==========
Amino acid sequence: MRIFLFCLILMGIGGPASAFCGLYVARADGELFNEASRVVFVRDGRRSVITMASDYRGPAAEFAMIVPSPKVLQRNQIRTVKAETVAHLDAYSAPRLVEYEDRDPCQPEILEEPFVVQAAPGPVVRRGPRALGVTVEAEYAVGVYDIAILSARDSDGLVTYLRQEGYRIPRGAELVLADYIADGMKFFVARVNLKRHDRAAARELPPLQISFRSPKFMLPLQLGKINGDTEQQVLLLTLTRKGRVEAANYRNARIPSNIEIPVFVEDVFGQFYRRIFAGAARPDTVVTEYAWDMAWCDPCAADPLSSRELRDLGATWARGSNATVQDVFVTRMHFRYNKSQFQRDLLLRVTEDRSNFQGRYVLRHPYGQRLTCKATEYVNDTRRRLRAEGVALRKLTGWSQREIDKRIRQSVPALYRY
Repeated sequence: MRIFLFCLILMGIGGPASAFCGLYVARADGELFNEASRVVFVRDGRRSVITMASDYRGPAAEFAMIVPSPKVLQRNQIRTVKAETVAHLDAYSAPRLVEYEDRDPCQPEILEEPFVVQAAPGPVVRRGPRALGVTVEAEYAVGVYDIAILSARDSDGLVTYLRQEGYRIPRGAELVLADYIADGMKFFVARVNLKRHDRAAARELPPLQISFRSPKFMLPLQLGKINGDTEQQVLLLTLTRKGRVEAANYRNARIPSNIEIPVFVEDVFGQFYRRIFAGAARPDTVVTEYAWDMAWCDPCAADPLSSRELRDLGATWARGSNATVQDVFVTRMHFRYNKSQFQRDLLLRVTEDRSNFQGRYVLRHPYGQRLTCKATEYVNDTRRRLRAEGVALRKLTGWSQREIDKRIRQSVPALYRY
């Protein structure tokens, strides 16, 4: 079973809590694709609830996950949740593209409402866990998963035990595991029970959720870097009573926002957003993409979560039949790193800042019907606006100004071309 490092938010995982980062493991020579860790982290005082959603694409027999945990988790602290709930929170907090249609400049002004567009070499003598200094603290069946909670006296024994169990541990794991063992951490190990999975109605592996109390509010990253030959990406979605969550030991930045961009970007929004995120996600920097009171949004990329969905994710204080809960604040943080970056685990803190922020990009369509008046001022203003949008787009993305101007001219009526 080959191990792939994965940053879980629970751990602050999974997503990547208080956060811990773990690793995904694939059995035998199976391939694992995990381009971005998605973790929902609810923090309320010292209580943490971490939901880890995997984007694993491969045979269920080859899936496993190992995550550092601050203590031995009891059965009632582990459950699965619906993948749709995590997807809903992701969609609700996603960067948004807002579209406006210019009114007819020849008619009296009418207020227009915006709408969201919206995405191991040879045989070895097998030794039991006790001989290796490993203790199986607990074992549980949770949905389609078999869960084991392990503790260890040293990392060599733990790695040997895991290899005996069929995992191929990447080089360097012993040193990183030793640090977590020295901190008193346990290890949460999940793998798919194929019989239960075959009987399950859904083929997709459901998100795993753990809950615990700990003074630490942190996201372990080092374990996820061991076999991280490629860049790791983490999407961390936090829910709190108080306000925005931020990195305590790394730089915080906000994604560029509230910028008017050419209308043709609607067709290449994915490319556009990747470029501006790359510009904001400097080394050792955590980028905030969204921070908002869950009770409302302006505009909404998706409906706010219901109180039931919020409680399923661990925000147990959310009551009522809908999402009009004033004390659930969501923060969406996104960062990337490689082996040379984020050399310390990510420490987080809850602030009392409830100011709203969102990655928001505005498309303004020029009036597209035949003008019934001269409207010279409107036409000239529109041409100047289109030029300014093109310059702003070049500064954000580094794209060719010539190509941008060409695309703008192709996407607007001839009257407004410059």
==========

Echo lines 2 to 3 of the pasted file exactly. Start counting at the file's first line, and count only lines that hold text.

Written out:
Repeated sequence: MRIFLFCLILMGIGGPASAFCGLYVARADGELFNEASRVVFVRDGRRSVITMASDYRGPAAEFAMIVPSPKVLQRNQIRTVKAETVAHLDAYSAPRLVEYEDRDPCQPEILEEPFVVQAAPGPVVRRGPRALGVTVEAEYAVGVYDIAILSARDSDGLVTYLRQEGYRIPRGAELVLADYIADGMKFFVARVNLKRHDRAAARELPPLQISFRSPKFMLPLQLGKINGDTEQQVLLLTLTRKGRVEAANYRNARIPSNIEIPVFVEDVFGQFYRRIFAGAARPDTVVTEYAWDMAWCDPCAADPLSSRELRDLGATWARGSNATVQDVFVTRMHFRYNKSQFQRDLLLRVTEDRSNFQGRYVLRHPYGQRLTCKATEYVNDTRRRLRAEGVALRKLTGWSQREIDKRIRQSVPALYRY
């Protein structure tokens, strides 16, 4: 079973809590694709609830996950949740593209409402866990998963035990595991029970959720870097009573926002957003993409979560039949790193800042019907606006100004071309 490092938010995982980062493991020579860790982290005082959603694409027999945990988790602290709930929170907090249609400049002004567009070499003598200094603290069946909670006296024994169990541990794991063992951490190990999975109605592996109390509010990253030959990406979605969550030991930045961009970007929004995120996600920097009171949004990329969905994710204080809960604040943080970056685990803190922020990009369509008046001022203003949008787009993305101007001219009526 080959191990792939994965940053879980629970751990602050999974997503990547208080956060811990773990690793995904694939059995035998199976391939694992995990381009971005998605973790929902609810923090309320010292209580943490971490939901880890995997984007694993491969045979269920080859899936496993190992995550550092601050203590031995009891059965009632582990459950699965619906993948749709995590997807809903992701969609609700996603960067948004807002579209406006210019009114007819020849008619009296009418207020227009915006709408969201919206995405191991040879045989070895097998030794039991006790001989290796490993203790199986607990074992549980949770949905389609078999869960084991392990503790260890040293990392060599733990790695040997895991290899005996069929995992191929990447080089360097012993040193990183030793640090977590020295901190008193346990290890949460999940793998798919194929019989239960075959009987399950859904083929997709459901998100795993753990809950615990700990003074630490942190996201372990080092374990996820061991076999991280490629860049790791983490999407961390936090829910709190108080306000925005931020990195305590790394730089915080906000994604560029509230910028008017050419209308043709609607067709290449994915490319556009990747470029501006790359510009904001400097080394050792955590980028905030969204921070908002869950009770409302302006505009909404998706409906706010219901109180039931919020409680399923661990925000147990959310009551009522809908999402009009004033004390659930969501923060969406996104960062990337490689082996040379984020050399310390990510420490987080809850602030009392409830100011709203969102990655928001505005498309303004020029009036597209035949003008019934001269409207010279409107036409000239529109041409100047289109030029300014093109310059702003070049500064954000580094794209060719010539190509941008060409695309703008192709996407607007001839009257407004410059």